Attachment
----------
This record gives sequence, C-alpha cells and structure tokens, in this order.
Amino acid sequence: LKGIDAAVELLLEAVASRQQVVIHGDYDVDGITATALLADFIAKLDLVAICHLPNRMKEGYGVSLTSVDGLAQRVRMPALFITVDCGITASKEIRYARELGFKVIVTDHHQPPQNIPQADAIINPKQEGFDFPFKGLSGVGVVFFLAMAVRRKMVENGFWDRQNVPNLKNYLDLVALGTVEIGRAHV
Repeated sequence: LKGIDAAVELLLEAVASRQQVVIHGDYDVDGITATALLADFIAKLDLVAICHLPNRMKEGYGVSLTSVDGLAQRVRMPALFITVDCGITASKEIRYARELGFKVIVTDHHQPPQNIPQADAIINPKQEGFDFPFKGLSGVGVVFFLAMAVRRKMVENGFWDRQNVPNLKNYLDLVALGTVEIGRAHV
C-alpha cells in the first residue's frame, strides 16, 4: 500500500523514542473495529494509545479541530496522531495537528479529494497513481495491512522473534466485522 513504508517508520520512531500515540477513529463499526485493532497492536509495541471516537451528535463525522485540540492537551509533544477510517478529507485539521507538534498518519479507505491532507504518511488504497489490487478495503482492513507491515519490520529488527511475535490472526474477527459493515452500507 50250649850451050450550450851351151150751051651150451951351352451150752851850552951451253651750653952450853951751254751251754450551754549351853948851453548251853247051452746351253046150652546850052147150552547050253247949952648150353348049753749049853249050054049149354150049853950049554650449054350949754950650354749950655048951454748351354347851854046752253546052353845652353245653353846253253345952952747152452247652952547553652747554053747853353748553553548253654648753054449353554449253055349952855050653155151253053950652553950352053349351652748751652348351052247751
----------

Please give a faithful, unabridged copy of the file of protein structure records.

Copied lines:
This record gives sequence, C-alpha cells and structure tokens, in this order.
Amino acid sequence: LKGIDAAVELLLEAVASRQQVVIHGDYDVDGITATALLADFIAKLDLVAICHLPNRMKEGYGVSLTSVDGLAQRVRMPALFITVDCGITASKEIRYARELGFKVIVTDHHQPPQNIPQADAIINPKQEGFDFPFKGLSGVGVVFFLAMAVRRKMVENGFWDRQNVPNLKNYLDLVALGTVEIGRAHV
Repeated sequence: LKGIDAAVELLLEAVASRQQVVIHGDYDVDGITATALLADFIAKLDLVAICHLPNRMKEGYGVSLTSVDGLAQRVRMPALFITVDCGITASKEIRYARELGFKVIVTDHHQPPQNIPQADAIINPKQEGFDFPFKGLSGVGVVFFLAMAVRRKMVENGFWDRQNVPNLKNYLDLVALGTVEIGRAHV
C-alpha cells in the first residue's frame, strides 16, 4: 500500500523514542473495529494509545479541530496522531495537528479529494497513481495491512522473534466485522 513504508517508520520512531500515540477513529463499526485493532497492536509495541471516537451528535463525522485540540492537551509533544477510517478529507485539521507538534498518519479507505491532507504518511488504497489490487478495503482492513507491515519490520529488527511475535490472526474477527459493515452500507 50250649850451050450550450851351151150751051651150451951351352451150752851850552951451253651750653952450853951751254751251754450551754549351853948851453548251853247051452746351253046150652546850052147150552547050253247949952648150353348049753749049853249050054049149354150049853950049554650449054350949754950650354749950655048951454748351354347851854046752253546052353845652353245653353846253253345952952747152452247652952547553652747554053747853353748553553548253654648753054449353554449253055349952855050653155151253053950652553950352053349351652748751652348351052247751